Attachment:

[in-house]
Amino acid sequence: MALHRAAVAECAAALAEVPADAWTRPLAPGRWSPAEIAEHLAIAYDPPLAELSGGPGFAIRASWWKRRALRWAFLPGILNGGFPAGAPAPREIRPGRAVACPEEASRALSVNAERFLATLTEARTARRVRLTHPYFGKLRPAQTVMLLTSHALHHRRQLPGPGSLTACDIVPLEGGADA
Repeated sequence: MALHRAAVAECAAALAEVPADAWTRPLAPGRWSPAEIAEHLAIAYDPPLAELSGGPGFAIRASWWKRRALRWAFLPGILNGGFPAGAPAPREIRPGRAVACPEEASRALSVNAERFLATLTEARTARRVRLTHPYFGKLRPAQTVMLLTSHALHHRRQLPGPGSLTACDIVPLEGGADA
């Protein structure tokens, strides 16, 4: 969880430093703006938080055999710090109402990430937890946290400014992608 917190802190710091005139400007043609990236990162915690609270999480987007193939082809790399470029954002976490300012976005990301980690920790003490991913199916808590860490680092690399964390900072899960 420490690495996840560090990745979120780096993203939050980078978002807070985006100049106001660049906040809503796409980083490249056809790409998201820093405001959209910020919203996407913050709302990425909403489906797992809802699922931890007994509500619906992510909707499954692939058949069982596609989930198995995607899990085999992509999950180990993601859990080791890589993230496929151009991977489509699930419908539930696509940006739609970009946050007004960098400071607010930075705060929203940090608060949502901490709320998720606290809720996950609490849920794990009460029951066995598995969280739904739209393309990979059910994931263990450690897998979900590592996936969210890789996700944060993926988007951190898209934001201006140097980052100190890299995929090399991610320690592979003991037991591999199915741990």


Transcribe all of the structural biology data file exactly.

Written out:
[in-house]
Amino acid sequence: MALHRAAVAECAAALAEVPADAWTRPLAPGRWSPAEIAEHLAIAYDPPLAELSGGPGFAIRASWWKRRALRWAFLPGILNGGFPAGAPAPREIRPGRAVACPEEASRALSVNAERFLATLTEARTARRVRLTHPYFGKLRPAQTVMLLTSHALHHRRQLPGPGSLTACDIVPLEGGADA
Repeated sequence: MALHRAAVAECAAALAEVPADAWTRPLAPGRWSPAEIAEHLAIAYDPPLAELSGGPGFAIRASWWKRRALRWAFLPGILNGGFPAGAPAPREIRPGRAVACPEEASRALSVNAERFLATLTEARTARRVRLTHPYFGKLRPAQTVMLLTSHALHHRRQLPGPGSLTACDIVPLEGGADA
């Protein structure tokens, strides 16, 4: 969880430093703006938080055999710090109402990430937890946290400014992608 917190802190710091005139400007043609990236990162915690609270999480987007193939082809790399470029954002976490300012976005990301980690920790003490991913199916808590860490680092690399964390900072899960 420490690495996840560090990745979120780096993203939050980078978002807070985006100049106001660049906040809503796409980083490249056809790409998201820093405001959209910020919203996407913050709302990425909403489906797992809802699922931890007994509500619906992510909707499954692939058949069982596609989930198995995607899990085999992509999950180990993601859990080791890589993230496929151009991977489509699930419908539930696509940006739609970009946050007004960098400071607010930075705060929203940090608060949502901490709320998720606290809720996950609490849920794990009460029951066995598995969280739904739209393309990979059910994931263990450690897998979900590592996936969210890789996700944060993926988007951190898209934001201006140097980052100190890299995929090399991610320690592979003991037991591999199915741990």